Already responsible for triggering significant flooding across Puerto Rico, Isaac threatens to cause similar problems across Hispaniola, Cuba and Jamaica into this weekend.
After moving through the Leeward Islands earlier this week and south of Puerto Rico on Thursday, Isaac was moving south of Hispaniola Friday with showers and squalls spreading into the island and across Puerto Rico.
The worst effects in terms of rain in these areas will occur through Saturday morning as tropical moisture is pumped in on the eastern flank of the storm.
Puerto Rico was being inundated by torrential rain and an outer spiral band from Isaac Friday. Some roads have been blocked by mudslides or flooded. At least one bridge was washed out along the southern part of the island.
San Juan, P.R. radar from 1:15 p.m. EDT, Friday, Aug. 24, 2012.
"Training-effect rain and thunderstorms were blasting Puerto Rico like a giant fire hose during Friday," Expert Senior Meteorologist Alex Sosnowski said.
Isaac will be in a favorable environment for strengthening with warm water and weak wind shear.
Isaac may strengthen into a Category 1 hurricane before it reaches Cuba on Saturday. However, as Isaac interacts with the higher terrain of Cuba on Saturday, it should weaken once again.
"We are likely to see more bands of intense, persistent rainfall set up on Hispaniola, Cuba and even for a time yet in Puerto Rico into the weekend," Sosnowski added.
AccuWeather Senior Meteorologist Dan Pydynowski expects 4-8 inches of rain to fall across Puerto Rico, Hispaniola and Cuba with the potential for 10 inches or more in the mountains.
Coastal flooding occurred near Duffs Bottom on the western end of Tortula, British Virgin Islands Thurs., Aug. 23, 2012. Image taken by Radi Hassan.
A westward shift in Isaac's track on Friday will likely spell more trouble for Jamaica than previously thought.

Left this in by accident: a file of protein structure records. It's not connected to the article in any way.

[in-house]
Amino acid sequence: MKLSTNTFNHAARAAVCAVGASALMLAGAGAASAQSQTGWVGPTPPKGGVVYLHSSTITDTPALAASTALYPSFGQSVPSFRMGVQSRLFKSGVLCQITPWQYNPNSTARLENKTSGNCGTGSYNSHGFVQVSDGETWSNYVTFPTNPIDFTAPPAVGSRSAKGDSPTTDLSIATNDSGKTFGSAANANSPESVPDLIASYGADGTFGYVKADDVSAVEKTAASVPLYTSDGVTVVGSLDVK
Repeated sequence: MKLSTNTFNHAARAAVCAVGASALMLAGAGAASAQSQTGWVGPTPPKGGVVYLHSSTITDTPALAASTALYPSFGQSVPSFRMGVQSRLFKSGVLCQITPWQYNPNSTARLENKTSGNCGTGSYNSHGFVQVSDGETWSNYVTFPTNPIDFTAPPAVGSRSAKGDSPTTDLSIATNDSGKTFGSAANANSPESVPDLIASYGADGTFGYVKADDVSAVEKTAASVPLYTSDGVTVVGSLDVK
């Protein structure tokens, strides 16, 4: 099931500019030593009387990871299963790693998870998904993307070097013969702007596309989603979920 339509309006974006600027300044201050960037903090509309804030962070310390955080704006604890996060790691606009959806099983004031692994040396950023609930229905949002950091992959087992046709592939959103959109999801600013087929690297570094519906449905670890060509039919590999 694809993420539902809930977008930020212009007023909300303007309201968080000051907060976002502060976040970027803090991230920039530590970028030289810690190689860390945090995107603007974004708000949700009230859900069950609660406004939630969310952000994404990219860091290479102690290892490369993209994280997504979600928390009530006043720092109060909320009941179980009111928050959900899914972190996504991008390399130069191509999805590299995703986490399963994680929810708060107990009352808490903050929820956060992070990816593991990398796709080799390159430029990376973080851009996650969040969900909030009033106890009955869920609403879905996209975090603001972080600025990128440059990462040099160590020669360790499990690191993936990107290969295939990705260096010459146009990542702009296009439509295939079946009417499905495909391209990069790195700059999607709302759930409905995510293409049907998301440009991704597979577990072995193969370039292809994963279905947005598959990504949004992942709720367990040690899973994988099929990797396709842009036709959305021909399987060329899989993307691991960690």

A total of 1 to 2 inches of rain will overspread the island into Saturday. Locally higher totals are a concern and could lead to flash flooding and mudslides, especially across eastern areas.
Additionally, tropical storm-force winds will lash the southern half of the Dominican Republic, Haiti and eastern Cuba through Saturday. Hurricane-force winds are also a threat along southwestern Haiti and eastern Cuba.
AccuWeather.com Meteorologist Steve Travis contributed to this article.
Warmth is forecast to build over much of the eastern half of the nation by July, with Alaska of all places helping out.
The storms could affect cities from St. Louis to Evansville, Ind., Louisville, Ky., Cincinnati and Dayton, Ohio to Huntington, W.Va.
A tornado touched down at Denver International Airport as a severe weather system moved through the area.
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A slow-moving tropical depression will continue to bring torrential rainfall and the risk of flooding to parts of southeastern Mexico, Belize and Guatemala into midweek.
Some of the warmest weather of the year will continue across Alaska over the next few days, challenging more records.
Elizabeth City, NC (1991)
2.83" of rain in 2.5 hours.
East Coast (1893)
Hurricane arrived off Cape Cod, after crossing Florida and sweeping the Southeast coast.
Wellesly Hills, MA (1998)
2.35" of rain in 35 minutes.